Kommandant Franz Ziereis with SS staff at KL Mauthausen
Mauthausen, Austria, An orchestra escorts prisoners destined for execution, 30/07/1942. by Paul Ricken (Yad Vashem DC)
Female prisoners in an infirmary Mauthausen camp barrack after liberation, May 1945 (photo credits: US Holocaust Memorial Museum)
Himmler visiting Mauthausen concentration camp, you see a prisoner standing in the background
Commandant SS-Obersturmführer Franz Ziereis points out something to Heinrich Himmler and other SS officials while viewing the quarry during an inspection tour of the Mauthausen concentration camp in Austria.
Heinrich Himmler inspecting the camp brothel in Mauthausen/Gusen
Heinrich Himmler visits Mauthausen concentration camp. You see camp inmates standing in the distance.
Sometimes the SS enticed women into serving in the brothels by promising them more humane treatment or reductions of their indefinite sentence. This caused anger or envy among some female inmates. Nina Michailovna, Russian camp prisoner, reported: "When we found out that a girl in our block was chosen, we caught her and threw a blanket on her and beat her up so badly that she could hardly move. It wasn't clear if she would recover. They just wanted to have a better life and we punished them this way."
Both the SD and Gestapo were part of the Reich Main Security Office (Reichssicherheitshauptamt or RSHA), an organization subordinate to Heinrich Himmler in his dual capacities as Chef der Deutschen Polizei (Chief of German Police) and Reichsführer-SS, the head of the Nazi Party's Schutzstaffel (SS). The organization's stated duty was to fight all "enemies of the Reich" inside and outside the borders of Nazi Germany. In the RSHA the Nazi Party's Sicherheitsdienst (SD; SS intelligence service) was combined with the Sicherheitspolizei (SiPo; "Security Police"), which was nominally under the Interior Ministry. The SiPo was composed of two sub-departments, the Geheime Staatspolizei (Gestapo; "Secret State Police") and the Kriminalpolizei (Kripo; "Criminal Police"). Therefor the paramilitary Schutzstaffel (SS) organization had total control over Germany and Austria and the occupied teroritories of the Nazi Third Reich. Via the SchutzstaffelAdolf Hitler and his NSDAP (National Socialist German Workers Party) had total control over Nazi Germany and Nazi Austria. Since the SS men were ideologically brainwashed, indoctrinated with Nazi race ideas and had developed themselves in organisations like the Hitler Jugend and the SA (Sturmabteilung) and the former Reichswehr (First World War), far right Freikorps ("Free Corps") organisations in the years 1918-1920, the twenties and early thirties and some of them in the the Stahlhelm, Bund der Frontsoldaten (English: "Steel Helmet, League of Front Soldiers", also known in short form as Der Stahlhelm). Stahlhelm was one of the many paramilitary organizations that arose after the German defeat of World War I. It was part of the "Black Reichswehr" and in the late days of the Weimar Republic (1918–1933) (operated as the armed branch of the national conservative German National People's Party (DNVP), placed at party gatherings in the position of armed security guards (Saalschutz). After the Nazi seizure of power on 30 January 1933, the new authorities urged to merge the German Stahlhelm into the party's Sturmabteilung (SA) paramilitary organization.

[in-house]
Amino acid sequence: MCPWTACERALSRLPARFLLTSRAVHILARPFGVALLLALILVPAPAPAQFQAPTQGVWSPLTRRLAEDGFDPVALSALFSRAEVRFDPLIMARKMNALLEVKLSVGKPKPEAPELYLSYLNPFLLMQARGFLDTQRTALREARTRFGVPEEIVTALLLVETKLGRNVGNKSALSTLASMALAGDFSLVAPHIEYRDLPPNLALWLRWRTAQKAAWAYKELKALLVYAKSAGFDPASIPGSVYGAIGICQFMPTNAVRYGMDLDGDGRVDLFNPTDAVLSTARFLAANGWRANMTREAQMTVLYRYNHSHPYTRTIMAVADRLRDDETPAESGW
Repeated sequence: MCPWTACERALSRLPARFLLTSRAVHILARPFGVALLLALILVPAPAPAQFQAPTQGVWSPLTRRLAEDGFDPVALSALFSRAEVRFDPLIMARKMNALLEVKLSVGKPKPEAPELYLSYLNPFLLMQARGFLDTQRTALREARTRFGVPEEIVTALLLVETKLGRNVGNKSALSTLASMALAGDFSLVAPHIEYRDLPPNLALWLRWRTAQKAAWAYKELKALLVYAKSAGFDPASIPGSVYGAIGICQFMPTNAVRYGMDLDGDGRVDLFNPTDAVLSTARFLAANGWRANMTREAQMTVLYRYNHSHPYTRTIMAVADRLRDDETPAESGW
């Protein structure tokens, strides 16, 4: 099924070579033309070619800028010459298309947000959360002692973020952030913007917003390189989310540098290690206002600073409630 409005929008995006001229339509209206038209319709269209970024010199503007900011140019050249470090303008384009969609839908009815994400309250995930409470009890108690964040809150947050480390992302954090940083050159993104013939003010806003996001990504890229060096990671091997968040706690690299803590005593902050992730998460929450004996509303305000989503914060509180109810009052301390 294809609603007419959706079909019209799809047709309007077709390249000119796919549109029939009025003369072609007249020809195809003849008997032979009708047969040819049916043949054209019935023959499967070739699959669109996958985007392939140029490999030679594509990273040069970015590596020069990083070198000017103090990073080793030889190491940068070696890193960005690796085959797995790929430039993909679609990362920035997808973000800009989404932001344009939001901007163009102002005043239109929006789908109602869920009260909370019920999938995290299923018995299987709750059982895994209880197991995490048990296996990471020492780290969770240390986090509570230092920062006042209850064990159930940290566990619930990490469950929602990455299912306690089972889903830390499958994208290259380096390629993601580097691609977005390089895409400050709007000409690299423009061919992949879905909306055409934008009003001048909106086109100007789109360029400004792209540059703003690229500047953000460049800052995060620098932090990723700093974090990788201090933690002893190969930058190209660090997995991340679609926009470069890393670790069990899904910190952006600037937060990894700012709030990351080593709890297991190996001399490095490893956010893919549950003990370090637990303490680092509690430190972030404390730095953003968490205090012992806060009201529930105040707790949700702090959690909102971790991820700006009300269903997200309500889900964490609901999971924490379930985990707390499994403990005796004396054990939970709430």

Stahlhelm members in Germany after the incorporation into the SA, 1934
Austrian National Socialism
Austrian National Socialism was a Pan-German movement that was formed at the beginning of the 20th century. The movement took a concrete form on November 15, 1903 when the German Worker's Party (DAP) was established in Austria with its secretariat stationed in the town of Aussig (now Usti nad Labem in the Czech Republic). It was suppressed under the rule of Engelbert Dollfuss (1932–34), with its political organization, the DNSAP ("German National Socialist Workers' Party") banned in early 1933, but revived and made part of the German Nazi Party (NSDAP) after the German annexation of Austria in 1938.
Deutsche Nationalsozialistische Arbeiterpartei in Austria in 1938
At a party congress in Vienna in May 1918, the DAP changed its name to the Deutsche Nationalsozialistische Arbeiterpartei (DNSAP) and produced a National Socialist Program, which is thought to have influenced the later German Nazi manifesto.
The AustrianDNSAP split into two factions in 1923, the Deutschsozialen Verein (German-Social Association) led by Dr. Walter Riehl, and the Schulz-Gruppe. After 1930, most former DNSAP members became supporters of the German NSDAP led by Austrian-born Adolf Hitler, and were one of the chief elements leading the pro-Nazi coup in 1938 that brought about the Anschluss of Austria with Germany.
Austrian Nazi party (DNSAP) election poster of 1930
Leaders of the party, who were dubbed Landesleiter due to the recognition of Hitler as overall Führer, included Alfred Proksch (1931–33), Hermann Neubacher (1935) and Josef Leopold (1936–38), although real power frequently lay with Theodor Habicht, a German sent by Hitler to oversee Nazi activity in Austria.